Canadian think-tank rings infrastructure alarm bells

Canada West Foundation documents deteriorating state of trade supply chains

Canada is falling behind key trade competitors in transportation infrastructure investment in B.C. and elsewhere across the country | Photo: Rob Kruyt

A Canadian think-tank is sounding the alarm on Canada’s trade infrastructure, saying the precipitous fall of the Canadian system in global rankings in recent years should be garnering much more public attention than it has so far. 

In a Canada West Foundation report titled From Shovel Ready to Shovel Worthy, authors John Law and Carlo Dade highlighted that, in the World Economic Forum’s (WE F) annual infrastructure rankings measuring each country’s confidence in their own networks, Canada dropped from 10th place in 2009 (between the United States and the United Arab Emirates) to a staggering 26th by 2019 (between Poland and Hungary). 

Canadians’ confidence in transport infrastructure fared even worse. It ranked 32nd in the world behind countries such as Azerbaijan, Finland and India. And that lack of confidence is not restricted to within Canada. 

The World Bank Logistics Performance Index, which measures how foreign partners view a country’s trade infrastructure, Canada was the only country within the Five Eyes that saw its score drop close to 0.5 basis points – about a 12 per cent decrease – between 2010 and 2018. 

When combined with the fact that Canada generates about two-thirds of its GDP through trade, the falling trade infrastructure number becomes a huge red flag, Dade said, even if the Canadian public appears to have little interest in improving the situation. 

“It’s a question that our customers and potential investors ask all the time: ‘Why are people not paying attention?’” said Dade, who is also the director of Canada West’s Trade and Investment Centre. 

“The answer has to do with the fact that Canadians are divorced from the reality of how the country makes its money.” 

The public apathy, in turn, leads to apathy from political leaders in Ottawa and elsewhere, Dade said. 

In contrast, he noted that both U.S. President Joe Biden and Transportation Secretary Pete Buttigieg have been at the forefront of pushing the United States to improve its trade infrastructure, and that the United States slid only four places (from ninth to 13th) in a decade in the WEF infrastructure rankings. “You want an indication that this is a priority [in the U.S.]? Every week, you get something from the highest levels of government,” Dade said. “The Americans dropped a few places, and you can’t get Biden or Buttigieg to shut up about it.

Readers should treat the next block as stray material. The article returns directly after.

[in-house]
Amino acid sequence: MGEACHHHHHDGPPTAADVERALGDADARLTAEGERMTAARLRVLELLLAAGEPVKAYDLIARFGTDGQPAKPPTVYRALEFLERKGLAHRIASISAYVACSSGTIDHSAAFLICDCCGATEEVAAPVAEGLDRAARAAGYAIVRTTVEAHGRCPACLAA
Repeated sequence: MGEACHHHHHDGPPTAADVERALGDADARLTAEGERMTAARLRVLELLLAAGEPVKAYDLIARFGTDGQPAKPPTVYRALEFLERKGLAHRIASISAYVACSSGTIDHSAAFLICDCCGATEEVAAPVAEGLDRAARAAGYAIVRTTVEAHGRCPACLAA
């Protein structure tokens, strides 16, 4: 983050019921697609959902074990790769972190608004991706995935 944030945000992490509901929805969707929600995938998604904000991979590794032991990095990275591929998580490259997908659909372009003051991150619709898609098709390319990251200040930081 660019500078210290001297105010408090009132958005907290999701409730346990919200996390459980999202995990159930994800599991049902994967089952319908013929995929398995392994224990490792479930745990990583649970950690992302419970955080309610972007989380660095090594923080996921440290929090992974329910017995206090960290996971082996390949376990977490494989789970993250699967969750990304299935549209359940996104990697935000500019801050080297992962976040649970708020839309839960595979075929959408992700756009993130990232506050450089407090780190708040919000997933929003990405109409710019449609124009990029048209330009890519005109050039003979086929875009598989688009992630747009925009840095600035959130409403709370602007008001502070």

“To be fair to the federal government, they have finally – after eight years – started some fairly significant progress with the National Infrastructure Assessment [announced in 2020]. 

“However, as a foreign customer or an investor, I see the announcements, but I don’t see the commitment or the articulation of these initiatives as a national priority.”

Law, a Canada West senior fellow and a decorated public-private service official in the Canadian transport sector, noted in the report that there is a precedent for success in Canada on a well-organized infrastructure initiative. He said the Asia-Pacific Gateway and Corridor Initiative has been well received by industry and government officials. It has also earned international accolades in bringing a coherent set of investment/policy measures to advance infrastructure goals. 

The keyset of “ b u i l d i n g blocks,” Law noted, must include policies that clearly define Canada’s national trade corridor network, develop criteria “of national importance” to guide decision-making, institutionalize advice and input from the private sector, maintain a long-term project pipeline and regular process assessment and upgrade data/ intelligence gathering to forecast what’s happening on the ground. 

“Lessons from Canada’s successful trade corridor history and best-practice learnings from competitor countries have the potential to make manageable the daunting task of establishing a new national framework to enable Canada’s economic future,” the report said. 

Without such concrete moves that look beyond piecemeal development of “shovel ready” smaller projects that do not achieve a long-term goal of connecting to a national trade transportation network, Canada will not be able to stave off the continued decline of its trade competitiveness during a time when it is needed the most, the report argues. 

“The urgency to move forward with tangible first steps cannot be overstated,” the report said. 

Law added that there are opportunities to act now. 

“... Throughout the interviews and public discussions that were part of the research for this report, private sector stakeholders ... have stated a willingness to contribute to the steps necessary for long-term structural improvements to how the country manages the trade infrastructure file.” 

The report added that “unlike other infrastructure asset classes like schools, hospitals and parks, in Canada the private sector is often the biggest user, the largest owner and primary operator or funder of trade infrastructure assets. It has unique proprietary information critical to making intelligent informed choices. ... Assuring that the private sector has a meaningful role in implementing the recommendations in this report ... is a key ingredient for success.” 

The full report can be read at •